Tuesday 2 June 2015

A Candidacy of Dummies

On the face of it, India seems to have an incredibly vibrant democracy.

After all, look at the candidate line up for just about any election, especially in the constituencies in the boondocks where you’d think nobody would give a damn about voting anyway, especially since the outcome makes no difference in their lives. You’d think there would be a couple of candidates, and that they’d be from the two parties which would swap power every election.

You’d be wrong.

Especially in the boondocks in Indian elections, the candidate list for any constituency is often huge. You’ll have thirty or forty people vying for a seat. A few of them will be from the main political parties – say three or five or eight of them. Some of them will have serious hopes of winning. The rest will be simply so the political party concerned can remind people it exists.

And the rest?

The rest will be the independents, candidates from no party whatever, who are contesting the elections on their own bat. Once in a long while one of them might be a major politician expelled from one of the parties, who’s cashing in on his own power base by making an independent attempt to storm the citadels. But who are the rest?

Businessmen, hoping to win power and change laws to suit their businesses? Once upon a time that might have been the answer, but these days the major parties are so much in the pocket of Big Business that the moneybags can simply buy the laws that suit them. Or, if they want, they can join a party of their choice and get given a seat to contest. Most political parties these days consider how much money a candidate can invest in his own election before deciding on its candidates.

After all, it is an investment, because these days politics is completely business. I don’t think I need to point this out, do I?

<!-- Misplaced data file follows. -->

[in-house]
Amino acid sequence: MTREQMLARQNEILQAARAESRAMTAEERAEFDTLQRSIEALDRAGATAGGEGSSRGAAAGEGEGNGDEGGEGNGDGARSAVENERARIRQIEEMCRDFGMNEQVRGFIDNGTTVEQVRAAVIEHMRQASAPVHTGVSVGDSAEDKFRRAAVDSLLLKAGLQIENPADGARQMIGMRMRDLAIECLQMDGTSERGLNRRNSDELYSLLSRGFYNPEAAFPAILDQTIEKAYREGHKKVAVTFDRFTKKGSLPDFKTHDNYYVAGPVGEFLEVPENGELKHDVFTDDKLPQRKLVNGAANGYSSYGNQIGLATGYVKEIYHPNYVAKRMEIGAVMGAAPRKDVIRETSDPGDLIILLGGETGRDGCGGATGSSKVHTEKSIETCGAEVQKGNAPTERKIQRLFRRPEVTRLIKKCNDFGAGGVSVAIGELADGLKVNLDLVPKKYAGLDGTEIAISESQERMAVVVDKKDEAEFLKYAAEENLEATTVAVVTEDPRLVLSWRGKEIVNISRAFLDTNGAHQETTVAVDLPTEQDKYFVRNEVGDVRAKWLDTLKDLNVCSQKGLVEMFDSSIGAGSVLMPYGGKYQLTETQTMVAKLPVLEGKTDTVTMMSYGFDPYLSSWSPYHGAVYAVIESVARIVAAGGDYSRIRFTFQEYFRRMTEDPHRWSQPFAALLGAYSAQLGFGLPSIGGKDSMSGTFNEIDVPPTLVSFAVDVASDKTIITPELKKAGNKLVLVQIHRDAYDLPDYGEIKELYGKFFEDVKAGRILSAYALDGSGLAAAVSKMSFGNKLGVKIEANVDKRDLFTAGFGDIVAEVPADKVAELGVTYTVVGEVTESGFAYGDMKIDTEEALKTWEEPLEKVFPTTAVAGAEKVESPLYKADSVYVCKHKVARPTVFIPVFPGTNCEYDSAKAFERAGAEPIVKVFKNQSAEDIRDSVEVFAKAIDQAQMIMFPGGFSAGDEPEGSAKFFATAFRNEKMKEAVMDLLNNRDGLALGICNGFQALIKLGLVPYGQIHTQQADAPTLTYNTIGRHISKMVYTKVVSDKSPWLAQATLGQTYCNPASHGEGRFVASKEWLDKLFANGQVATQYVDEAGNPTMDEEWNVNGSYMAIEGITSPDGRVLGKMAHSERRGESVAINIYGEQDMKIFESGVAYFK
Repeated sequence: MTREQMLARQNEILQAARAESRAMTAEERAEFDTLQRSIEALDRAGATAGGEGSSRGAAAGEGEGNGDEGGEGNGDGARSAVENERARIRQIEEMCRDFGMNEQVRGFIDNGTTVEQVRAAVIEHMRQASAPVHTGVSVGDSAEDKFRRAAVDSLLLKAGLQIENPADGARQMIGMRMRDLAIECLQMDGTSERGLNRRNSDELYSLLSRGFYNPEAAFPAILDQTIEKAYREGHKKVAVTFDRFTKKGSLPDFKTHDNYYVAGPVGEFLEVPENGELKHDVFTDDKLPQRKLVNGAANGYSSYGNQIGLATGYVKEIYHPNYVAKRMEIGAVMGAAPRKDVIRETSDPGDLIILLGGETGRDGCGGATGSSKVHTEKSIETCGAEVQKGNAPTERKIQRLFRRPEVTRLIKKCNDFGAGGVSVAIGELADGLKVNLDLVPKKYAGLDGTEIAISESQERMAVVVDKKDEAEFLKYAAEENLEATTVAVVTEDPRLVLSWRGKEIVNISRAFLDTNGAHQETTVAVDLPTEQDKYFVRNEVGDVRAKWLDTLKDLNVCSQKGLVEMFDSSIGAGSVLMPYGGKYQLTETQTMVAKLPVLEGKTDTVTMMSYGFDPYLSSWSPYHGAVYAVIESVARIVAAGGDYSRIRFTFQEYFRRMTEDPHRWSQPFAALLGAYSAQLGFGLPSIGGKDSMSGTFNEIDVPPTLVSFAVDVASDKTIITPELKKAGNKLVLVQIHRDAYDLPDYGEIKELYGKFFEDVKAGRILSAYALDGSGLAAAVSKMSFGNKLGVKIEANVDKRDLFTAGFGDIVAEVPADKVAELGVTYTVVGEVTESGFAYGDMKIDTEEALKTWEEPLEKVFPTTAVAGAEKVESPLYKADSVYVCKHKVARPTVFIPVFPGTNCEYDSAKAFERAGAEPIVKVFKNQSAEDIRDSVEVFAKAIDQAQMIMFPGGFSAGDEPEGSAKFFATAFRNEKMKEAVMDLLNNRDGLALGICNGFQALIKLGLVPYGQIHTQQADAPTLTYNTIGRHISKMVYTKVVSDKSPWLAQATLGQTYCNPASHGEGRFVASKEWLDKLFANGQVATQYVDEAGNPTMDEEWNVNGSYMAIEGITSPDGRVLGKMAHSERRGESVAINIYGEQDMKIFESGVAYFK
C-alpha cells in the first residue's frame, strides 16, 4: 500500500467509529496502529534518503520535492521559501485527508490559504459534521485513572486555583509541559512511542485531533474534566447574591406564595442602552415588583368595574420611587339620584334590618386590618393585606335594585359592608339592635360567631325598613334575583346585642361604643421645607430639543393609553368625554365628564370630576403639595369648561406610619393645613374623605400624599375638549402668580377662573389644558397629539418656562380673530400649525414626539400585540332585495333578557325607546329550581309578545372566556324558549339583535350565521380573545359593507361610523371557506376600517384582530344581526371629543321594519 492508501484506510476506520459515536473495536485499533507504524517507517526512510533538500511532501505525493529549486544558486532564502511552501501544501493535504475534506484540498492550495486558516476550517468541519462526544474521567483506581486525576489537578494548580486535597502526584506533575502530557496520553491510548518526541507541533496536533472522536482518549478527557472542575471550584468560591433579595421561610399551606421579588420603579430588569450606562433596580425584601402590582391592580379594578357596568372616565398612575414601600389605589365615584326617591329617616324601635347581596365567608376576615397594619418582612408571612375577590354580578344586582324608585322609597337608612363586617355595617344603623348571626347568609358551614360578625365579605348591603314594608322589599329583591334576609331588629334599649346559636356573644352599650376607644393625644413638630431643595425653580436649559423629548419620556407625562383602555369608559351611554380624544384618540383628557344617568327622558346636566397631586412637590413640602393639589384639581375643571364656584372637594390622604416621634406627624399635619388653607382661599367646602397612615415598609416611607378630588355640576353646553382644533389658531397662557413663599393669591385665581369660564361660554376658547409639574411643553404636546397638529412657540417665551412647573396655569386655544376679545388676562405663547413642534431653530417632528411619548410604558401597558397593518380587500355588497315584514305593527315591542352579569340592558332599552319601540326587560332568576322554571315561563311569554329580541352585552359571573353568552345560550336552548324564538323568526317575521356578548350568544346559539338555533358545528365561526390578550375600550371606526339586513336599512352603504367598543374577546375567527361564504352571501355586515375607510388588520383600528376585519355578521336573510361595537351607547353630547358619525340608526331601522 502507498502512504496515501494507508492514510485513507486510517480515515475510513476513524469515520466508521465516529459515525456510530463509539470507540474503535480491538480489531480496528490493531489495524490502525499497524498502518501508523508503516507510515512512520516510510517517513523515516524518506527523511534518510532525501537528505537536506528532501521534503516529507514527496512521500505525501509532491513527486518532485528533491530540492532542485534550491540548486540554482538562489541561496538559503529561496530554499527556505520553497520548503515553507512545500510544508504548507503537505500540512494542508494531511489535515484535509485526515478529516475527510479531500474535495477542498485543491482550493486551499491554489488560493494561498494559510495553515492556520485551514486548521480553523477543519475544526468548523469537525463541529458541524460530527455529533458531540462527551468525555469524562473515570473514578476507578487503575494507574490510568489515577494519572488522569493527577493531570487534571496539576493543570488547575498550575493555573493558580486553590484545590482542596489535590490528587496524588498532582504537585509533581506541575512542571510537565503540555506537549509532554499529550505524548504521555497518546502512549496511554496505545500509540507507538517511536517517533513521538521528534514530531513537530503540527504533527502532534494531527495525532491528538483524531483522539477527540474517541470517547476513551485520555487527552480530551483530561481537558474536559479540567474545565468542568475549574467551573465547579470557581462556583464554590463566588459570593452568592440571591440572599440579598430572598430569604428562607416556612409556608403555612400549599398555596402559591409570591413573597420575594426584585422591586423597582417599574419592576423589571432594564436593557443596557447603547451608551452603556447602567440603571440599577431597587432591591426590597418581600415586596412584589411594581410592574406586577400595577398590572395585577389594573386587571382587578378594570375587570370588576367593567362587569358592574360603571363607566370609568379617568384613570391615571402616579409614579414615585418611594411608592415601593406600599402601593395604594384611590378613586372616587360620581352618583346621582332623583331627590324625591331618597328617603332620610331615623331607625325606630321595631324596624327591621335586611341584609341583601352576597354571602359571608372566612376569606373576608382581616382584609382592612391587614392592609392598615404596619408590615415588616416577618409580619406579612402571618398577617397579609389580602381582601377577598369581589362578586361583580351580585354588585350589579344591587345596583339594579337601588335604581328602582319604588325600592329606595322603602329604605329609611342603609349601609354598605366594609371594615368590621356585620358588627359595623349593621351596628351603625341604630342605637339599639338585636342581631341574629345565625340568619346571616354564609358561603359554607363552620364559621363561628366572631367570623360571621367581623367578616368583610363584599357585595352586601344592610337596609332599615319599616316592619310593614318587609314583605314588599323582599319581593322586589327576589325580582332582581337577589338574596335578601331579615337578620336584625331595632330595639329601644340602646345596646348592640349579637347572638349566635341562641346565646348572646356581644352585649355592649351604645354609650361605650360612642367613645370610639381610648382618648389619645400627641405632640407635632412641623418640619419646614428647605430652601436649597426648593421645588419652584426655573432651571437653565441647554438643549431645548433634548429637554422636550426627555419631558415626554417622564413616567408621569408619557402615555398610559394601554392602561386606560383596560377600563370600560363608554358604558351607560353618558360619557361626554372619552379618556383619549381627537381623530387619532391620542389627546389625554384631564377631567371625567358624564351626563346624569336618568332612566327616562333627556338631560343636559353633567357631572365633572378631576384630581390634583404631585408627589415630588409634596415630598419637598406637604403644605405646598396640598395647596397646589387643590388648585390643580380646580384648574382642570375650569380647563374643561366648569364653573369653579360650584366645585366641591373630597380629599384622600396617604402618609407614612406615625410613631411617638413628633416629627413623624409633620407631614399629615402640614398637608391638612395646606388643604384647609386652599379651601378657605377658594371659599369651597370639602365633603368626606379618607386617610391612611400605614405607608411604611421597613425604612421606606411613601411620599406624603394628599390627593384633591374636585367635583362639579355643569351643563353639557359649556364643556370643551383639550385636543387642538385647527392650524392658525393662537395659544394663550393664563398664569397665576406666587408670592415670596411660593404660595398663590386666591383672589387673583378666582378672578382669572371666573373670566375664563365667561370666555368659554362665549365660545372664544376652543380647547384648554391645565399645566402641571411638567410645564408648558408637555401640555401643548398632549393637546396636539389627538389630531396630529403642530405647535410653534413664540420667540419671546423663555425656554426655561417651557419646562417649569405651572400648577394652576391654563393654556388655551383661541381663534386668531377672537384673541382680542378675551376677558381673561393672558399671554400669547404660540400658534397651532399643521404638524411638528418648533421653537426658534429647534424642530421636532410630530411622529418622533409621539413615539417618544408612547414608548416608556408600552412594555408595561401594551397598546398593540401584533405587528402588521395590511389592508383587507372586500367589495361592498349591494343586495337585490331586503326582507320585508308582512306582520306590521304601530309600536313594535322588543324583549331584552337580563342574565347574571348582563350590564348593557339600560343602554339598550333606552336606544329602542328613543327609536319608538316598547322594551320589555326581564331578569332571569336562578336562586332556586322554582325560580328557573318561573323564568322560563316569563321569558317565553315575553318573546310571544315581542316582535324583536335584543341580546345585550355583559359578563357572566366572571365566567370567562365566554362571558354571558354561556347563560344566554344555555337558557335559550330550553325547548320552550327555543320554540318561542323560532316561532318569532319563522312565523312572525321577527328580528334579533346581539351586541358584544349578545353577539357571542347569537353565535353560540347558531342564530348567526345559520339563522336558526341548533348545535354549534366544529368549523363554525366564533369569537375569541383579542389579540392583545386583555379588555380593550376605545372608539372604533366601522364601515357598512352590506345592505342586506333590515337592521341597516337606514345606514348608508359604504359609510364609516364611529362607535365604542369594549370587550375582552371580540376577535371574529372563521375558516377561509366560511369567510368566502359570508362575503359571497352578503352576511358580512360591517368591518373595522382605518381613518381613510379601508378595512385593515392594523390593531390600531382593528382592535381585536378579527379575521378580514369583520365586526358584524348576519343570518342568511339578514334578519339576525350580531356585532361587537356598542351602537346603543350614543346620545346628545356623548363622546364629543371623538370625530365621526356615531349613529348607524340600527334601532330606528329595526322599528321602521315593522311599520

So just who are the others, all those candidates who fill up the ranks, not one of whom has a chance to win? Idealists, doing their bit for democracy?

Are you out of your mind?

Let me talk about a hypothetical scenario.

Suppose, now, you’re a candidate planning to take part in an election. There are two main candidates who have a chance, because each one of them is backed by one of the main parties, and you’re one of them. Right?

The problem is, the electorate is split down the middle. Which way the election will go, by your reckoning, is impossible to predict as things stand. But – with all the money at stake, including developmental funds to be siphoned off, bribes from corporations to change laws to suit them, and the like – you don’t want to leave it to chance. You’ll try to make it a sure thing as far as possible by sabotaging the Other Guy’s chances.

How do you go about doing that?

One thing you’ll most certainly do is accuse the Other Guy of corruption and malfeasance, but that won’t take you far, for two excellent reasons: first, he will accuse you right back of the same thing, and with good reason, since unless you’re corrupt to the core you wouldn’t manage to get to be a candidate from a major party in any case. And, secondly, the electorate is probably far too jaded to give a damn about corruption anyway.

So what else can you do?

You fill the field with dummy candidates.

A dummy candidate – the term is a completely mainstream one in India, because the practice is so widespread – is one who is not expected to win; in fact, he’s not meant under any circumstances to win. His value lies in draining away votes which would otherwise more likely than not go to your opponent.

Suppose, for example, the Other Guy has a fairly common name, say Mahendra Kumar or Harjeet Singh or Mohammad Abdullah. Since money is no object – you’re backed by a Big Party, which is in turn funded by Big Business, as well as your own slush funds, dammit – you can afford to hire several other people called Mahendra Kumar or Harjeet Singh or Mohammad Abdullah to stand in the election. The proliferation of candidates of the same name will often confuse enough voters to cost your opponent a significant chunk of his support.

This is such a routine practice in North India that one common way politicians counter it is by adding a nickname to their real name, so Mahendra Kumar might become Mahendra Kumar “Bitta” to distinguish him from all the other Mahendra Kumars in the field.